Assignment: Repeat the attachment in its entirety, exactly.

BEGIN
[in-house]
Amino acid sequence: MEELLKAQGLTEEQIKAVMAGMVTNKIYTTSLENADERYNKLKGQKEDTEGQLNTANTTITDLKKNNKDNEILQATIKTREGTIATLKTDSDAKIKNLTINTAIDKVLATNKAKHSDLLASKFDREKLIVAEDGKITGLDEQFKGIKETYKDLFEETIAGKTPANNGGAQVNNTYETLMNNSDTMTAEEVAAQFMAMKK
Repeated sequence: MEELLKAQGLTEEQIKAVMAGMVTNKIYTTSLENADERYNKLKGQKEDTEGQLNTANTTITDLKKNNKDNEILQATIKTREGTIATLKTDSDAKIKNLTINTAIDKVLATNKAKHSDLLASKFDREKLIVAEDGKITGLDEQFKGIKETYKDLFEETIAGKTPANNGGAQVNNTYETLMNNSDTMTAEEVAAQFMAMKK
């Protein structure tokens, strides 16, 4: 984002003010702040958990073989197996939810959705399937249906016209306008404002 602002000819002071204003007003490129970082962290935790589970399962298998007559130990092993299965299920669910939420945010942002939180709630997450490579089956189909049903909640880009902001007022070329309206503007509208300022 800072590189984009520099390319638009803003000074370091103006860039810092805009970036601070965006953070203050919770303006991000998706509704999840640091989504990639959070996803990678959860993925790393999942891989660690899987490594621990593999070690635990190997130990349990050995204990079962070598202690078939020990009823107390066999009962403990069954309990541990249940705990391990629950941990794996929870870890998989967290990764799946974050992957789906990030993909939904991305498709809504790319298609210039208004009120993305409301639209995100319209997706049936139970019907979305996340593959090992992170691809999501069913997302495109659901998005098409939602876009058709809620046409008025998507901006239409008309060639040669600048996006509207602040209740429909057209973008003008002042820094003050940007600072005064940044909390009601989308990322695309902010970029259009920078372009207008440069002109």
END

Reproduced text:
[in-house]
Amino acid sequence: MEELLKAQGLTEEQIKAVMAGMVTNKIYTTSLENADERYNKLKGQKEDTEGQLNTANTTITDLKKNNKDNEILQATIKTREGTIATLKTDSDAKIKNLTINTAIDKVLATNKAKHSDLLASKFDREKLIVAEDGKITGLDEQFKGIKETYKDLFEETIAGKTPANNGGAQVNNTYETLMNNSDTMTAEEVAAQFMAMKK
Repeated sequence: MEELLKAQGLTEEQIKAVMAGMVTNKIYTTSLENADERYNKLKGQKEDTEGQLNTANTTITDLKKNNKDNEILQATIKTREGTIATLKTDSDAKIKNLTINTAIDKVLATNKAKHSDLLASKFDREKLIVAEDGKITGLDEQFKGIKETYKDLFEETIAGKTPANNGGAQVNNTYETLMNNSDTMTAEEVAAQFMAMKK
């Protein structure tokens, strides 16, 4: 984002003010702040958990073989197996939810959705399937249906016209306008404002 602002000819002071204003007003490129970082962290935790589970399962298998007559130990092993299965299920669910939420945010942002939180709630997450490579089956189909049903909640880009902001007022070329309206503007509208300022 800072590189984009520099390319638009803003000074370091103006860039810092805009970036601070965006953070203050919770303006991000998706509704999840640091989504990639959070996803990678959860993925790393999942891989660690899987490594621990593999070690635990190997130990349990050995204990079962070598202690078939020990009823107390066999009962403990069954309990541990249940705990391990629950941990794996929870870890998989967290990764799946974050992957789906990030993909939904991305498709809504790319298609210039208004009120993305409301639209995100319209997706049936139970019907979305996340593959090992992170691809999501069913997302495109659901998005098409939602876009058709809620046409008025998507901006239409008309060639040669600048996006509207602040209740429909057209973008003008002042820094003050940007600072005064940044909390009601989308990322695309902010970029259009920078372009207008440069002109």